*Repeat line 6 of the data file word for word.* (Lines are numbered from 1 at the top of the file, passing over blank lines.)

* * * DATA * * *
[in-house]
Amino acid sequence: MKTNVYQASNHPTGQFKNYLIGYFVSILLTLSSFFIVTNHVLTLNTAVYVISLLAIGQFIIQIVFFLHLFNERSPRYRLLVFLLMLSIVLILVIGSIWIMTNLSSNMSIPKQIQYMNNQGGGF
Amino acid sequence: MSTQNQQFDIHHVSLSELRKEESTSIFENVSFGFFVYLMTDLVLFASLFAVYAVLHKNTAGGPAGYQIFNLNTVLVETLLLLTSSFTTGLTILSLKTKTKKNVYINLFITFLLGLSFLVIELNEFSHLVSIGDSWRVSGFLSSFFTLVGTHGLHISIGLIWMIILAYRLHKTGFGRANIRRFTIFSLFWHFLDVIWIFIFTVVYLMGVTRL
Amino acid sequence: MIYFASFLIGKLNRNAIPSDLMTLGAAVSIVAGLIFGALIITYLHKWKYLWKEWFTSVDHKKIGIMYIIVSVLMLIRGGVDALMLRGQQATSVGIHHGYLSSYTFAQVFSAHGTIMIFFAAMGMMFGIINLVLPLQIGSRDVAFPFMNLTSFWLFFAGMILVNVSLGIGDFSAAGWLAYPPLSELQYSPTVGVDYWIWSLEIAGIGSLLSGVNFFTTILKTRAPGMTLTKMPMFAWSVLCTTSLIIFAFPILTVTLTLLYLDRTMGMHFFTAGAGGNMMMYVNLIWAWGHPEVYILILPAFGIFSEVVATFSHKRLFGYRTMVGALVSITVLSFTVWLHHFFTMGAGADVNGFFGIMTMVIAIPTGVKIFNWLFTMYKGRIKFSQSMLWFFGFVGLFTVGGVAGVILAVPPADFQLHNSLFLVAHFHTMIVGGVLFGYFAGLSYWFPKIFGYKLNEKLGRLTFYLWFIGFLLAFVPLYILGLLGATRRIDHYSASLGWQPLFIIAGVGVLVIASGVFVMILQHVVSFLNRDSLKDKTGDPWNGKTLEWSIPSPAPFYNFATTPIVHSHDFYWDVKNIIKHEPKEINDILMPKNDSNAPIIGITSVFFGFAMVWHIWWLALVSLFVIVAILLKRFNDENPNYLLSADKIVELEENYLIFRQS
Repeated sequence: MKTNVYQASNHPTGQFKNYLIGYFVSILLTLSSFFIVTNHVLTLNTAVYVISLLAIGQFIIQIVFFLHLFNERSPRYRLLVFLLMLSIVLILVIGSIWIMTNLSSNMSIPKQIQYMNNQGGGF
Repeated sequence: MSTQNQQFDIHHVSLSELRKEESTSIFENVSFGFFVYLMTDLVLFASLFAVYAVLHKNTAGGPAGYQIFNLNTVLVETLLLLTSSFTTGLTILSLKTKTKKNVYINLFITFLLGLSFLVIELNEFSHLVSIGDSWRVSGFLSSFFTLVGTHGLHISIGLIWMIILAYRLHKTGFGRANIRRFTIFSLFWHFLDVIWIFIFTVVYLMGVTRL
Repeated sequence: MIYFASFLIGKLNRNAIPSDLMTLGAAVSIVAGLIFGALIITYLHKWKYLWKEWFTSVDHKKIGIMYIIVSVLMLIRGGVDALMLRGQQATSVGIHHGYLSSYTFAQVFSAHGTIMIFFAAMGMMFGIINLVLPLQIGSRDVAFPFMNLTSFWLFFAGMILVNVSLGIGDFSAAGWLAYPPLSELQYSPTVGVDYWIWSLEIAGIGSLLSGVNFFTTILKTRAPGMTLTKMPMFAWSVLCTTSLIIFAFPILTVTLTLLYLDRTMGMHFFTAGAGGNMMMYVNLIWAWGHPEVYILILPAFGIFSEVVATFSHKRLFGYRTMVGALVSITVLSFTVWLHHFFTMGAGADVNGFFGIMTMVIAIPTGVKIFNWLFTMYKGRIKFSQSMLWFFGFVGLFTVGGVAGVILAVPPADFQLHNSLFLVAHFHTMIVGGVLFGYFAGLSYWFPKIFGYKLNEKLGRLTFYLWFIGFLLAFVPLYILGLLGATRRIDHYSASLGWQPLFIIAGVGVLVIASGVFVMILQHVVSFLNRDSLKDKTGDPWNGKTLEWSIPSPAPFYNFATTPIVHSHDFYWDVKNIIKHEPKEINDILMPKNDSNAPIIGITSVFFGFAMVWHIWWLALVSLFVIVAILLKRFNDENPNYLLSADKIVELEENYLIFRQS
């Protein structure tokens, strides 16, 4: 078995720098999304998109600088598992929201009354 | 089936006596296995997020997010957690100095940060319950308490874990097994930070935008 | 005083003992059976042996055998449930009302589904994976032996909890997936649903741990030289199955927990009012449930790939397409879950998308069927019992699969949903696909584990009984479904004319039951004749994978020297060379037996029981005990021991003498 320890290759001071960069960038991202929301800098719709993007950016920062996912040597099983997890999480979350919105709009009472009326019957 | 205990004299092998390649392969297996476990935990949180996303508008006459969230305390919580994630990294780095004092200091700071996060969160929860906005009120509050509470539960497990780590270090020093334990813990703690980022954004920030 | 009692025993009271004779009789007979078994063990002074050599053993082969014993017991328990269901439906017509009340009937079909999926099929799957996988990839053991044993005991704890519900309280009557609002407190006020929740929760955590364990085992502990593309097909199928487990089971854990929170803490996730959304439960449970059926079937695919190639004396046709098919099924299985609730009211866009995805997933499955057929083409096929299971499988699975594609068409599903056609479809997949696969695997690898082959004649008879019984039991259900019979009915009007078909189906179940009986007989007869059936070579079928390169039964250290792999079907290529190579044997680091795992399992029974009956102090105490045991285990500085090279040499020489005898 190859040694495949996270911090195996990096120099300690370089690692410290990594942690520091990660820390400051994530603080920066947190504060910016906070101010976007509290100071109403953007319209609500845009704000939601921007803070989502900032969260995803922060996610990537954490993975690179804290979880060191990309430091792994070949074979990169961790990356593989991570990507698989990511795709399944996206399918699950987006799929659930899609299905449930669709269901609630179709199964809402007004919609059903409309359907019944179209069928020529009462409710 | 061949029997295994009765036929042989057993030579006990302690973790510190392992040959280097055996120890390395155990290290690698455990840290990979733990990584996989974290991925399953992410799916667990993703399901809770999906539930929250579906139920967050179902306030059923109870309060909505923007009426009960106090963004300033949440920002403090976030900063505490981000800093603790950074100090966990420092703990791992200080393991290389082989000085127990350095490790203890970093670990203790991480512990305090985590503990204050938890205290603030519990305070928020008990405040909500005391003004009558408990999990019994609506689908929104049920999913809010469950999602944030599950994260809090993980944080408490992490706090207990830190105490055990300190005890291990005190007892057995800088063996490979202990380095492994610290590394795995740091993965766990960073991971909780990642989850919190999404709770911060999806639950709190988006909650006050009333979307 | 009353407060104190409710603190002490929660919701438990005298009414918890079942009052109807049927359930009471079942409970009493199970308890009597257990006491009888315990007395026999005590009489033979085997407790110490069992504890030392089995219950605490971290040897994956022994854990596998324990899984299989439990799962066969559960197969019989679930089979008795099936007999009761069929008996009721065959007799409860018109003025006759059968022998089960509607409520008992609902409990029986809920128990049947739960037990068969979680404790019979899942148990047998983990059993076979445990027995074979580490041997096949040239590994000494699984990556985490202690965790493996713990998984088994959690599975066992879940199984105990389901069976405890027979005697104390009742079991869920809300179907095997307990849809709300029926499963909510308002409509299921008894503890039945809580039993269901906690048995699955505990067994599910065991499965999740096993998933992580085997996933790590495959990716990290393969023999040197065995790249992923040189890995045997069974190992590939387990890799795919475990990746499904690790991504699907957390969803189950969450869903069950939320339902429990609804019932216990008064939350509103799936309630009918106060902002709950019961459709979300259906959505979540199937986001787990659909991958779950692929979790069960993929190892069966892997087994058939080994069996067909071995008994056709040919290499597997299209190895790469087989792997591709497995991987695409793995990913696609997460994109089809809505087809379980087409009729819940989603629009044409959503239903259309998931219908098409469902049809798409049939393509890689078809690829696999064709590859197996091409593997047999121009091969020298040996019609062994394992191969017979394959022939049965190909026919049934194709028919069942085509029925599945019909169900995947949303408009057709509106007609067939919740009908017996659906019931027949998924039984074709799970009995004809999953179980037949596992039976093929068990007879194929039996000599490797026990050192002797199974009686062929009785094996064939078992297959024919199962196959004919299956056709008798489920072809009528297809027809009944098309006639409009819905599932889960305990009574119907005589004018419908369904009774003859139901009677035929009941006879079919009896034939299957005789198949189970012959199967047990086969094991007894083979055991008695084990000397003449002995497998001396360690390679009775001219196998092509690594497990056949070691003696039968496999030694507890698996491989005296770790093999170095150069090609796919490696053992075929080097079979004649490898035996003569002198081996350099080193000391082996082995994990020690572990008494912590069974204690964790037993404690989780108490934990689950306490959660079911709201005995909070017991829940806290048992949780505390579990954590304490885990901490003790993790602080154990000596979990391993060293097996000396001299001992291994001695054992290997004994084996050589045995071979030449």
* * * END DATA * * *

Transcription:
Repeated sequence: MSTQNQQFDIHHVSLSELRKEESTSIFENVSFGFFVYLMTDLVLFASLFAVYAVLHKNTAGGPAGYQIFNLNTVLVETLLLLTSSFTTGLTILSLKTKTKKNVYINLFITFLLGLSFLVIELNEFSHLVSIGDSWRVSGFLSSFFTLVGTHGLHISIGLIWMIILAYRLHKTGFGRANIRRFTIFSLFWHFLDVIWIFIFTVVYLMGVTRL